So, let’s consider each of these theories and how freezing time would work. By “freezing time” there’s two possibilities. One is that time itself stops, but the freezer is able to move about. The other is that everything besides the freezer just stops moving. The latter is at least conceivable under any of the theories. The trickier bit is making time itself stop.

With the B-theory, time is just the sequence of everything that happens. Thus freezing time would be nothing more than many actions fitting into one simultaneous event. Now, for naps this might not be too bad. Naps already take no perceived time, so the napper would merely be energized all at once rather than with chances for interruption. Since time does not actually move with the B-theory, there’s really nothing to freeze. Since time is static in the first place, you can’t make it more static.

Presentism on the other hand has no time other than now, so to make now last longer has to mean something else. (Under any dynamic theory it is always now, but presentism adds the extra challenge of leaving nowhere to stall a spotlight or keep the cube the same size.) As far as I know, the best way to put time is as the changing of objects. This would mean there really is also nothing especially temporal to freeze. All objects would quit changing, less the ones the freezer interacts with, and this is all there would be to time being frozen. As far as a nap goes, since perceptions while napping do not change, napping is already effectively freezing time, just with a jump at the end.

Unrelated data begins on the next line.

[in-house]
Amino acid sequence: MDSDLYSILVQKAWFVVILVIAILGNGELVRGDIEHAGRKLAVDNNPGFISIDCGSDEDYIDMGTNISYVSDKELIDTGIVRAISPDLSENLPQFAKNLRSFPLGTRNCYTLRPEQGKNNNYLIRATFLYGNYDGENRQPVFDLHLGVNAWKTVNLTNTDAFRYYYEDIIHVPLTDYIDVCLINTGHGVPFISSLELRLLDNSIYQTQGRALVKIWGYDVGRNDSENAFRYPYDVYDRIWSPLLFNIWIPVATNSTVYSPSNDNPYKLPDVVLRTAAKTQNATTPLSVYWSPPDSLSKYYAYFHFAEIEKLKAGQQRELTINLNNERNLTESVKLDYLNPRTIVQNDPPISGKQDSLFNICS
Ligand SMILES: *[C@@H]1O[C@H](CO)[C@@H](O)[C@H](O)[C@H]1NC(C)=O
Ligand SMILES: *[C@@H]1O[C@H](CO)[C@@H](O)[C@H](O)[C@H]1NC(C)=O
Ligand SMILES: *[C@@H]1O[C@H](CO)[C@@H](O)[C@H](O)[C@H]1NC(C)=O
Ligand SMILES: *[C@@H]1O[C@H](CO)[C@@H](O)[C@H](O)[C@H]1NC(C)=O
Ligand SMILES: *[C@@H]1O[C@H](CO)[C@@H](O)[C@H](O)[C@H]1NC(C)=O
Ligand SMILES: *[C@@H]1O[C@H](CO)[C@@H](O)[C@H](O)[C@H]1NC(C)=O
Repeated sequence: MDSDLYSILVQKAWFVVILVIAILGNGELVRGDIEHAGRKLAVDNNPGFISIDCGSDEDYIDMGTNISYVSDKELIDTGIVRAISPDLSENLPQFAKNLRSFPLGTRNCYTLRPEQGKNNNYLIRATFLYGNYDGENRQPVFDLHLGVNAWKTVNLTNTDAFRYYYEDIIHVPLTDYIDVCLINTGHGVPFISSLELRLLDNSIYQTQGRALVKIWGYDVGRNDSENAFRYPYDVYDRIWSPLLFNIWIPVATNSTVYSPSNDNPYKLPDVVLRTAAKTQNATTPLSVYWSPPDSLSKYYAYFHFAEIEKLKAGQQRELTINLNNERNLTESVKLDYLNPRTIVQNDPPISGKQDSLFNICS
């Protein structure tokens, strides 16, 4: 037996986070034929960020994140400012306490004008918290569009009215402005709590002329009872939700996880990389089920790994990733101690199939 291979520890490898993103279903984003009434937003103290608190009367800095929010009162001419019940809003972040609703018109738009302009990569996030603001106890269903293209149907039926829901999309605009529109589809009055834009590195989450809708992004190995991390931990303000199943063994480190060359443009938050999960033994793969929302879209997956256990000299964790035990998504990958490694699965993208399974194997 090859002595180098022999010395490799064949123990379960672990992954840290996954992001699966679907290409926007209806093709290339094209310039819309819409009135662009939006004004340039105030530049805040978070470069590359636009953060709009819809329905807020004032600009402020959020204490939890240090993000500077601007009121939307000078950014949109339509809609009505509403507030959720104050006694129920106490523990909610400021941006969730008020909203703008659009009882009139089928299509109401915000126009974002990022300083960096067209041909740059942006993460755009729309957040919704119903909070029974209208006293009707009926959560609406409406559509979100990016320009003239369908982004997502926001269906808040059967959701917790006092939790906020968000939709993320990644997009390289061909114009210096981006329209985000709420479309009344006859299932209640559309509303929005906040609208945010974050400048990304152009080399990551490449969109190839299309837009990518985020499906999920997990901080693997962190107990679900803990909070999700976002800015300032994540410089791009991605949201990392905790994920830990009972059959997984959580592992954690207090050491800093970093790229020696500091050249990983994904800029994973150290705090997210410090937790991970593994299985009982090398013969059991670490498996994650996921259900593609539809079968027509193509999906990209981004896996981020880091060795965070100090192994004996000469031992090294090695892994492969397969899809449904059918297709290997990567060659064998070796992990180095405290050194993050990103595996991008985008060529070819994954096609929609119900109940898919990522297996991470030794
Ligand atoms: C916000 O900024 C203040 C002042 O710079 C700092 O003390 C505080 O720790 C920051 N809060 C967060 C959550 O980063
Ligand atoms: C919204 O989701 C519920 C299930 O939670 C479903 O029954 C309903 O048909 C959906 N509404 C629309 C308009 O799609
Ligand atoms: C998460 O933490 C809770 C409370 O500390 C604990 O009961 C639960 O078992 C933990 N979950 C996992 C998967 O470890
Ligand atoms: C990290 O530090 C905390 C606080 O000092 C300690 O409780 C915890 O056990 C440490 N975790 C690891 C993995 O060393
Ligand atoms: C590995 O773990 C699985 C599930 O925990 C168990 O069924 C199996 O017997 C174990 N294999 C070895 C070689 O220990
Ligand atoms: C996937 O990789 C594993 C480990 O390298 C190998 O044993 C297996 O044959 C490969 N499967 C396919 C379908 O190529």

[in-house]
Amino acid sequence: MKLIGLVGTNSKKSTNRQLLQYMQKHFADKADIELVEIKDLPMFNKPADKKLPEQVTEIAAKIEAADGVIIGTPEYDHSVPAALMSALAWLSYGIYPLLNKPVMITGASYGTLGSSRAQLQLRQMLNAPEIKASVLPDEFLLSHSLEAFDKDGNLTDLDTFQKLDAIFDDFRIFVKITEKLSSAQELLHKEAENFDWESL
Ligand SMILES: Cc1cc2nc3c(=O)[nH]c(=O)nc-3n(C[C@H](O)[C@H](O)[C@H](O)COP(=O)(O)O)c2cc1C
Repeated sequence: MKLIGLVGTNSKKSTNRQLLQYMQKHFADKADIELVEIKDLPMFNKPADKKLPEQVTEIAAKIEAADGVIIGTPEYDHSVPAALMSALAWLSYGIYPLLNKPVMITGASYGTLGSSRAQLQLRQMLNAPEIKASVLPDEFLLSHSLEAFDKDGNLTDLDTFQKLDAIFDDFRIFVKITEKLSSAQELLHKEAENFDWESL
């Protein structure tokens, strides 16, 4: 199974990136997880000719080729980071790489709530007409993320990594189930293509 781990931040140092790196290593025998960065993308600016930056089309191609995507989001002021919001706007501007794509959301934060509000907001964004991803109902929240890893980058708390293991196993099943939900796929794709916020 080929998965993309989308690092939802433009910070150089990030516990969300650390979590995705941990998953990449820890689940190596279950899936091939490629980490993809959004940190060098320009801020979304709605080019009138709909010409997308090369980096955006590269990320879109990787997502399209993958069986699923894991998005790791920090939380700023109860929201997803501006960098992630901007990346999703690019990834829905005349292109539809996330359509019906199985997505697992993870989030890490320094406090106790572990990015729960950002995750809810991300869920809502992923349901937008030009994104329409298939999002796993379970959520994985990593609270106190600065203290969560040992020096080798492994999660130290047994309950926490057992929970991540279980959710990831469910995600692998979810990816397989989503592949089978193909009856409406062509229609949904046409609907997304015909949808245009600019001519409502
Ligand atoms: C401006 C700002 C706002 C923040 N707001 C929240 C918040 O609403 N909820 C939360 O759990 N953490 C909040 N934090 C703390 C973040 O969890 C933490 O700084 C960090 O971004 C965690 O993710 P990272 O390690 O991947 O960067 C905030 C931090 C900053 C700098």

The moving spotlight offers a nicer example of time actually staying still. While the freezer moving about would be tricky to explain without appeal to other things not, it may instead be explained as the freezer being able to move while the spotlight stays still. The trickier bit for this and the next two theories is that the spotlight staying still (and being able to change as it does) is that it brings in a sort of hypertime. Time may move at one second per hypersecond, and then some power enables you to maintain your hypervelocities (length per hypertime) even as velocity (length per time) becomes undefined because no time passes as you move. (The trickiness with hypertime is that if there’s hypertime, why not hyperhypertime, hyperhyperhypertime, etc. In fact, a whole arms race could be made of this! Alice can freeze time, but then Bella can freeze hypertime. And then Carly can freeze hyperhypertime. With the right odd affinity for dimensional analysis, I’m sure this could be used for a unique plot.)

Naps would be less interesting here. You’d get a bit of extra rest by only using hypertime while time waits. That you continue to age would mean your lifespan would be shorter by some hours but the same length in hyperhours. (Or experienced hours, except for that you threw those away with that nap!)

Growing block and shrinking block (the handy name I’m giving to the present and future existing) operate in more or less the same way. Growing block is, for these purposes, moving spotlight with the future undetermined. That doesn’t really affect freezing time. Likewise, shrinking block is moving spotlight without a real past. (Admittedly, I don’t know what the payoff of that is. Maybe there is one, but usually the payoff of no past is nothing to determine the present. But since the future is already set, you don’t really get radical freedom.)